Putting the brakes on impact

Article by Alnoor Ebrahim and V Kasturi Rangan, Academy of Management Proceedings, Meeting Abstract Supplement 1-6, August 2010

Social purpose is at the heart of impact investment. A credible and robust marketplace for social impact needs accounting approaches that reflect this central social purpose. The lack of a generally-accepted impact measurement taxonomy is consistently identified as a major barrier to the growth in scale of the social impact investment market. A dominant response to this issue argues for standardisation in metrics of social impact; however this response largely reflects the needs of investors and funders. 

This 2010 paper by Ebrahim and Rangan provides a compelling and sensible counterpoint to this dominant argument. It provides a framework for impact measurement that is grounded in the reality of social purpose organisations. The starting point for the analysis is the well-established logic model for social change, as shown below:

 impact graphic

The conventional wisdom around this model is that for organisations to show that they are ‘social purpose’ and actually create social impact, they should extend measurement practices as far down the chain as possible. Ebrahim and Rangan argue that this approach is not feasible, or desirable, given the reality of social impact creation. Instead, they propose a framework for measurement that links measurement to the goals and strategies of social purpose organisations.

This contingency framework is based on two dimensions: the complexity of operational strategy and the complexity of theory of change.

The first dimension – theory of change – considers how complex the causal logic is behind an intervention. A focused theory of change refers to interventions where there is a defined and well-understood relationship between cause and effect. An example of this would be emergency care – where providing shelter, food and water meet immediate and basic human needs. Activities with a more complex theory of change includes cause-effect relationships that are only weakly understood, or where effects may be caused by multiple, interdependent causal factors. This may include efforts to change public policy and public opinions, where the results of an intervention may be shaped by a constellation of actors and factors.

Secondly, they consider the complexity of organisational strategy. Focused operational strategies concentrate on a highly specific task or intervention – such as providing ambulance service to transport patients. This task alone can often not be reasonably associated with the achievement of a distinct social goal, but it plays an important part in achieving social change, alongside other interventions. Organisations that provide an integrated series of interventions – such as an integrated suite of healthcare solutions- are instead considered to have a complex operational strategy.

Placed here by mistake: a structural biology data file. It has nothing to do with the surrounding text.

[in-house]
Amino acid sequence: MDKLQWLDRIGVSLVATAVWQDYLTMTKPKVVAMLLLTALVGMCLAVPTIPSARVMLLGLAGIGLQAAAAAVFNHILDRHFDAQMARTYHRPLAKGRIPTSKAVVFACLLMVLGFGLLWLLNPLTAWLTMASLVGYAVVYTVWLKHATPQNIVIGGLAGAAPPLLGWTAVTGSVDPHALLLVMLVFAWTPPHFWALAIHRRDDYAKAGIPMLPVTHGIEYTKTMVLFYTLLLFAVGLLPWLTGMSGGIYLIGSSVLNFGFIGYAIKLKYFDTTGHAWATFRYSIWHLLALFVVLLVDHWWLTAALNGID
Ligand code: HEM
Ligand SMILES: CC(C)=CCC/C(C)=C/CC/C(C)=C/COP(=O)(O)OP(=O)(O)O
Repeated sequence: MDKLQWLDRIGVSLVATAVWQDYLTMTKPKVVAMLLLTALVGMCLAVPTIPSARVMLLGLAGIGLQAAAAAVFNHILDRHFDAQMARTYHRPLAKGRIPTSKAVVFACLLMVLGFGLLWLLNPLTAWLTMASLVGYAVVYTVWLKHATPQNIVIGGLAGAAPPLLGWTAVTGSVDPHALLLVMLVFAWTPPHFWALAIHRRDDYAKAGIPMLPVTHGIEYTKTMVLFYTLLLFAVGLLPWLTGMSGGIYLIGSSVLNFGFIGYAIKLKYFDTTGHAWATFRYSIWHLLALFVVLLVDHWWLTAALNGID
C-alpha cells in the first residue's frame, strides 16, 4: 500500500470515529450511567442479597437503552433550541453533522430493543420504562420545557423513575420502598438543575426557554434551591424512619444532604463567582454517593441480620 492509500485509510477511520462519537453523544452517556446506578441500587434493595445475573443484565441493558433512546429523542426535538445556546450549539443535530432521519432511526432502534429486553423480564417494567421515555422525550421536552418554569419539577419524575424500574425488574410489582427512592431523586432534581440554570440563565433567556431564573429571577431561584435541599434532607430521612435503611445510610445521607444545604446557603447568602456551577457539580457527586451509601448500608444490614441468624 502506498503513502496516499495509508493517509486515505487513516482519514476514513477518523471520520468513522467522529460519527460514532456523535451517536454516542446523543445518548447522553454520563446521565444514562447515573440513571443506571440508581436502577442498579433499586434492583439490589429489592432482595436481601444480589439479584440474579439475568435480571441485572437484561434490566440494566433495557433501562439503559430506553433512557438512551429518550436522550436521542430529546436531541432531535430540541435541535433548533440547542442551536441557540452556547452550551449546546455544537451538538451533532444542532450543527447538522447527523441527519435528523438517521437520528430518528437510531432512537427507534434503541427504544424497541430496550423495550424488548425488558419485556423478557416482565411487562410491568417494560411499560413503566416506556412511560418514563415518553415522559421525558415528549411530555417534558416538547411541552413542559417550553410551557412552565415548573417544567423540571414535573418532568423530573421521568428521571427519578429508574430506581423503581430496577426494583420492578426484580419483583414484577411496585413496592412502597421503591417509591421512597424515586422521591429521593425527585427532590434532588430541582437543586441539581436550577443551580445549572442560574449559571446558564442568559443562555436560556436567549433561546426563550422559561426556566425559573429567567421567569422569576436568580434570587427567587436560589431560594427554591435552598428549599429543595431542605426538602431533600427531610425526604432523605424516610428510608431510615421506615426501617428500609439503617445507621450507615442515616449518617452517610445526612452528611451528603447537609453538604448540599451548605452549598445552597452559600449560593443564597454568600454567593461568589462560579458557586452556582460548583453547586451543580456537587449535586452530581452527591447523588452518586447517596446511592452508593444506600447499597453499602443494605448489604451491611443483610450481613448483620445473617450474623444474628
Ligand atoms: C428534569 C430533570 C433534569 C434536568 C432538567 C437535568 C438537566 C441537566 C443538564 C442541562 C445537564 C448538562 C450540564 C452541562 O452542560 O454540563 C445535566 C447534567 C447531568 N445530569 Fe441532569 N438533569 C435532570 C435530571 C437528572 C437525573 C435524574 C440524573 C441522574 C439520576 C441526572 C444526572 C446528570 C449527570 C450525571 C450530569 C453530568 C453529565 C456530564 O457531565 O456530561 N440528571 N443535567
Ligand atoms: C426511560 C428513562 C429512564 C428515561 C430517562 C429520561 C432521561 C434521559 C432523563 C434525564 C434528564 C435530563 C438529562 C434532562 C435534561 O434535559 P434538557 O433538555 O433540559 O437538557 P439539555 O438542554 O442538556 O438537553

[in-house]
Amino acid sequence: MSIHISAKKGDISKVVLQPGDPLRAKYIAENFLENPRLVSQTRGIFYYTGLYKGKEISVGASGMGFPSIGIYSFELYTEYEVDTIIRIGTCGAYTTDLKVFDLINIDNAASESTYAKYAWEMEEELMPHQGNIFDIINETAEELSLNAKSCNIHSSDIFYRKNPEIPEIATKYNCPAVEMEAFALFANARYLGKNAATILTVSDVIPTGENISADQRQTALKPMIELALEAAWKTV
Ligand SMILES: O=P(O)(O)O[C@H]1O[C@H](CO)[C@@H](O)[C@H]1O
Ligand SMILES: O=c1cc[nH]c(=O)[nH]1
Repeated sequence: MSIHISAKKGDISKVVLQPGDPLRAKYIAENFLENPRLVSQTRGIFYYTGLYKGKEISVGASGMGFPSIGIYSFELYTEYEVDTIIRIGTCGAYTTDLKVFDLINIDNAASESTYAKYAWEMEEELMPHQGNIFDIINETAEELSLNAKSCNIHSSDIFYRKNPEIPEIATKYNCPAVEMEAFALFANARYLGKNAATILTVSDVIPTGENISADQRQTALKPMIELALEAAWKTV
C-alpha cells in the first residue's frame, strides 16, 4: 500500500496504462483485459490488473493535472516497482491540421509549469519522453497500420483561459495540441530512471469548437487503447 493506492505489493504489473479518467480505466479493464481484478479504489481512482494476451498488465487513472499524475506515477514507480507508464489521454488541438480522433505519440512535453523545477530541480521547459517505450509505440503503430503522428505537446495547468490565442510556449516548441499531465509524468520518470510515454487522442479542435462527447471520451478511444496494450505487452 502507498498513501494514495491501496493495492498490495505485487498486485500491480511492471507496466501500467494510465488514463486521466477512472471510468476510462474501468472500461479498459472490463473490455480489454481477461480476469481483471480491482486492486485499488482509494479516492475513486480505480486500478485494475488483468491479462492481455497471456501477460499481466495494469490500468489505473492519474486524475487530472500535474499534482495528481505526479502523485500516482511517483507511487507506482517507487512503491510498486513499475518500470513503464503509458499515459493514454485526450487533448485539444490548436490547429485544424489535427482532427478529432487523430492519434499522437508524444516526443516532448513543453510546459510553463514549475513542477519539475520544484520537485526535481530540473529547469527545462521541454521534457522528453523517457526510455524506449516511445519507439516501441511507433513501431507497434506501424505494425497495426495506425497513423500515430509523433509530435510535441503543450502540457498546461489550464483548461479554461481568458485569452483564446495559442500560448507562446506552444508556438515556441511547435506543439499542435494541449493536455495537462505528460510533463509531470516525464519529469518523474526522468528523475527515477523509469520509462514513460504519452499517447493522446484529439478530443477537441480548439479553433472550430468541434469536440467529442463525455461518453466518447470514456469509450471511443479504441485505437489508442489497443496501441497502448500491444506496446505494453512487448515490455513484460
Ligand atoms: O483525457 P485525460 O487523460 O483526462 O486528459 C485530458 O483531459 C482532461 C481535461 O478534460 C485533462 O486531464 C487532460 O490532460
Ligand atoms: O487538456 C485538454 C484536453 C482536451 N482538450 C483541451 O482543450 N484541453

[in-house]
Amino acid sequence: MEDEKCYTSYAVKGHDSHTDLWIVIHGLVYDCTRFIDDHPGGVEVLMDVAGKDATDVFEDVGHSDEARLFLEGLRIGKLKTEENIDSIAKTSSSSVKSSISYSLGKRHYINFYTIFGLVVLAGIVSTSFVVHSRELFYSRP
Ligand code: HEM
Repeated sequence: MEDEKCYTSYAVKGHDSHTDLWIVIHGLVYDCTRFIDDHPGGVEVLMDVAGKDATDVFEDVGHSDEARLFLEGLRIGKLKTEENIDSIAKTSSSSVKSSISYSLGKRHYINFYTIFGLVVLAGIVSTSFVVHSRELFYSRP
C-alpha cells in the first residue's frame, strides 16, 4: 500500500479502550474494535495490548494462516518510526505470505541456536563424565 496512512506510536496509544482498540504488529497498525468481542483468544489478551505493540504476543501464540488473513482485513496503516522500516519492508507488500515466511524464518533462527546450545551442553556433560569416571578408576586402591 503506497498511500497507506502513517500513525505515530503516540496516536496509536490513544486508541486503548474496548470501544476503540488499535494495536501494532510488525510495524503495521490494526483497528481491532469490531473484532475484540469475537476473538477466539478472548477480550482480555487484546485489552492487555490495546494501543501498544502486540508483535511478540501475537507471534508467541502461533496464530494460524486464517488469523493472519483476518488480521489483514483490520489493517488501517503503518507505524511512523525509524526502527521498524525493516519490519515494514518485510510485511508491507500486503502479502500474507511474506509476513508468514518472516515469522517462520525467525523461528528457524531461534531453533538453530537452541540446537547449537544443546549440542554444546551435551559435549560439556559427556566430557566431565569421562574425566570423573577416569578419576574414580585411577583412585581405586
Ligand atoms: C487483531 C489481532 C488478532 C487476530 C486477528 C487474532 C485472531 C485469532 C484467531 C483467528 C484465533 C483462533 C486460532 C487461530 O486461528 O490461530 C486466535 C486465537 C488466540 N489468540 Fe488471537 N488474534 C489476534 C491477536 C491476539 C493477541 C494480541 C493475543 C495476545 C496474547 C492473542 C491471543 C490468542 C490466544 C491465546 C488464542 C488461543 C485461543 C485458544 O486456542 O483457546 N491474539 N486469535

The paper maps these dimensions in a contingency framework, and links these areas to the types of measurement those organisations may reasonably pursue. Some of these findings are summarised in this table:

       
    Operational Strategy
    Focused Complex

Theory of Change

Complex

Institutional Results Ecosystem Results
Measure outputs and influence Measure outcomes and impacts
e.g. changing societal norms e.g. economic development

Focused

Niche Results Integrated Results
Measure inputs, activities and outputs Measure aggregate outputs and outcomes
e.g. basic and emergency services e.g. service delivery
       

Ebrahim and Rangan use this framework to suggest organisations operating in different quadrants of this model should be trying to measure their impact in different ways. For example, those in the niche quadrant – with a linear theory of change, with a narrowly focused organisational strategy – should focus their measurement efforts on inputs, activities and outputs.

Importantly, this framework suggests that only under the limited set of circumstances known as ecosystem results (complex theory of change; complex organisational strategy) should organisations seek to measure impact. This conclusion is qualified, however, by the concern that the organisation must control the results – that is, it cannot claim results that it is not sure it was responsible for.

Dividing the diversity and complexity of the social purpose sector into four distinct segments is, of course, an oversimplification. The authors acknowledge that organisations may not fit neatly into any of these quadrants, or that activities of any organisation may stretch across multiple areas. Nonetheless, this paper injects rationality into the debate, and encourages deeper consideration of the reality of social purpose organisations and their strategies for achieving social good. This article also intersects with the important issue of proportionality in social impact measurement: that the depth, complexity and resource demands of any social impact measurement should correspond with the depth, complexity and resources of an organisation. This approach places impact measurement in a cohesive conceptual framework, and at the same time allows scope for organisations to choose tools and techniques that suit their own needs and those of their funders. Meeting the needs of both is critical to building an effective and sustainable social marketplace.

n.b. For publicly-available discussion of these issues by the same authors, consider the following:

 

SA

 

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